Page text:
Helping amphibians migrate over dangerous roads

The signs of spring are everywhere apparent, from blooming forsythia to the chortle of red-winged blackbirds. However, one of the signal events of the season is invisible to all but the intrepid nature-lover: the night-time migration of amphibians to small vernal pools in the woods, where they breed and lay their eggs.

Spotted, Jefferson, and blue-spotted salamanders and wood frogs breed only in vernal pools—small bodies of water formed from snow melt, which dry up in summer. The mole salamanders, as these species are called, spend most of their lives under a log or rock or in an abandoned rodent’s burrow in the woods, leaving on a rainy or wet night in the early spring to breed (the animals’ skin must remain moist, or they die). Ranging from a few dozen feet up to a quarter of a mile, their journey offers a brief window of opportunity for people to spot these unusual animals and even help save a life, given that many of the migrating salamanders and frogs unfortunately end up as road kill.

The amphibians lay their eggs in vernal pools because the isolated bodies of water lack fish and therefore are free from predators. Each year, it’s a race to mate and lay their eggs early enough so that the larvae, which have gills and tiny legs, develop in time to leave the pool before it dries up in July or August.


Four years ago, Laura Heady, biodiversity outreach coordinator at the New York State Department of Conservation’s Hudson River Estuary Program, launched a program recruiting volunteers in the Hudson Valley to help identify major crossings of the amphibians during the “Big Night,” as the migration is euphemistically called, and carefully carry individual animals across the road, to prevent them from getting hit by speeding cars.

To date, more than 165 volunteers in nine of the counties bordering the Hudson River have surveyed roads and documented migrations, recording 20 species (including other species of salamanders, frogs and toads, which don’t breed in vernal pools) and more than 7,000 individuals. Unfortunately, the mortality rates are high: last year, for example, 1,294 live salamanders and 860 live frogs and toads, and 424 dead salamanders and 196 dead frogs and toads were recorded.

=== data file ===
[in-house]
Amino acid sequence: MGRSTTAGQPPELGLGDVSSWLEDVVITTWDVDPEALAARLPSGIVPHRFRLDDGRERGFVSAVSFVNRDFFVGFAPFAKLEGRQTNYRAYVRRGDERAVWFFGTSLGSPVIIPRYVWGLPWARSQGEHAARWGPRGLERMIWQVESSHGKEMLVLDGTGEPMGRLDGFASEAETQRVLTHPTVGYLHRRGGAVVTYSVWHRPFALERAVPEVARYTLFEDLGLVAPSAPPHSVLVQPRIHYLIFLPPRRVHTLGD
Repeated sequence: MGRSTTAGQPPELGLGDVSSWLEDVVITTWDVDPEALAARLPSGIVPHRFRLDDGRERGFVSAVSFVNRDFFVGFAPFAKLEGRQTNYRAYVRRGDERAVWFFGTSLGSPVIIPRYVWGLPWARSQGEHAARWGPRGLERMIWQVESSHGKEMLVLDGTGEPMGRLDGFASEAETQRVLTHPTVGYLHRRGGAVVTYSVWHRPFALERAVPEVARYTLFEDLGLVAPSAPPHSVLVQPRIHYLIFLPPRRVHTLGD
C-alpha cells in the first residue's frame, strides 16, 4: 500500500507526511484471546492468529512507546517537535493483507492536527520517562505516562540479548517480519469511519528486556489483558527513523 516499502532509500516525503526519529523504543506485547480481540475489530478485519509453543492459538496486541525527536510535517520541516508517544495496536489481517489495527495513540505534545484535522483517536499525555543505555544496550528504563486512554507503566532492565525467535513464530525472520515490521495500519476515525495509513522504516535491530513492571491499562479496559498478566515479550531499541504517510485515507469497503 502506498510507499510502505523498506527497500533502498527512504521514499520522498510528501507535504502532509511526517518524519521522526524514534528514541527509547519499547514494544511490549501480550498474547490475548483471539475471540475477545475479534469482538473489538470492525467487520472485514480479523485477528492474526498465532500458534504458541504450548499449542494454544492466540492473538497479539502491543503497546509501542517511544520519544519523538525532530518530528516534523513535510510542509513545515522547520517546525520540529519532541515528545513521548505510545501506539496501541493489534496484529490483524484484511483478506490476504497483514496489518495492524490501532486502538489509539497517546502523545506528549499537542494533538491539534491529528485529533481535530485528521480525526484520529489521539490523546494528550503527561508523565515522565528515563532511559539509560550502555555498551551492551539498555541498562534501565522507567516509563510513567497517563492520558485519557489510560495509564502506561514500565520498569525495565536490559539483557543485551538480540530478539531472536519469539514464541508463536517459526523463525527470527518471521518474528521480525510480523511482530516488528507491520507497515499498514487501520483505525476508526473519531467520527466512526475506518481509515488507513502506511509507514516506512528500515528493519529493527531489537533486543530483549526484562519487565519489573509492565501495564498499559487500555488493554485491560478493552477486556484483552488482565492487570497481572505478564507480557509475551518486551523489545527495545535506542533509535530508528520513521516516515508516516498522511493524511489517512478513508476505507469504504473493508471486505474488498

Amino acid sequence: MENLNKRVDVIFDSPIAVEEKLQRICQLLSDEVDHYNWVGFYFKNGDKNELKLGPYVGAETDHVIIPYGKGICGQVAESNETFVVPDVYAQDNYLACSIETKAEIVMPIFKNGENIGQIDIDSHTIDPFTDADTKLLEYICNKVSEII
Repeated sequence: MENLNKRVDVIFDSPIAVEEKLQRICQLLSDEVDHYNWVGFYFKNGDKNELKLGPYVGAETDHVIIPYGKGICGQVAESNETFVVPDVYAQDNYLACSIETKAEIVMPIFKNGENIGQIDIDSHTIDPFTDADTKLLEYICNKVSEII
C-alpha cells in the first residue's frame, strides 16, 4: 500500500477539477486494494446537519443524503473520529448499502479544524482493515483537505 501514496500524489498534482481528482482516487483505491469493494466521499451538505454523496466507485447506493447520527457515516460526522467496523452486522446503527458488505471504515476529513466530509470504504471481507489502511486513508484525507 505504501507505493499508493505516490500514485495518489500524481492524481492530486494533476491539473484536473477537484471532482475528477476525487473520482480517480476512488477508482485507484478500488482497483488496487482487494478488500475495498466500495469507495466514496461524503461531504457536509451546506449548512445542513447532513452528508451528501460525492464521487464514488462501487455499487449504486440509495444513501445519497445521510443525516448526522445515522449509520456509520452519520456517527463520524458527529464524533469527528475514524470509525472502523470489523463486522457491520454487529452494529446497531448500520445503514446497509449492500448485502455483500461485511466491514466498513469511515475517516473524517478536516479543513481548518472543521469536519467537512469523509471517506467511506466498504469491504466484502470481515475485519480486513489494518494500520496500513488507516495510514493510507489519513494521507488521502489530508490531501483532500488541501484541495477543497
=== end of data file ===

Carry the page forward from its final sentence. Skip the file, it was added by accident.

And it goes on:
While the wood frog and spotted salamander, which is the largest of the three species, measuring up to eight inches in length, is common, the Jefferson, blue-spotted, and a fourth species, the marbled salamander, which migrates to the pools in the fall, have declined and are listed as species of special concern by the state environmental authorities.

Heady has been traveling around the Hudson Valley giving presentations to the public in an effort to raise awareness about the ecological value of vernal pools, which aren’t protected by the state or federal government. These small woodland bodies of water have been wantonly destroyed by development. While many homeowners in the region unfortunately view vernal pools as mosquito-breeding waste places and bulldoze them away, in fact the pools are the basis of a rich food web, starting with the leaves that have fallen into the pools, which feed algae and larvae from the invertebrates. Heady calls them the “coral reefs” of the forest and noted that the pools also help absorb excess water, helping mitigate flooding.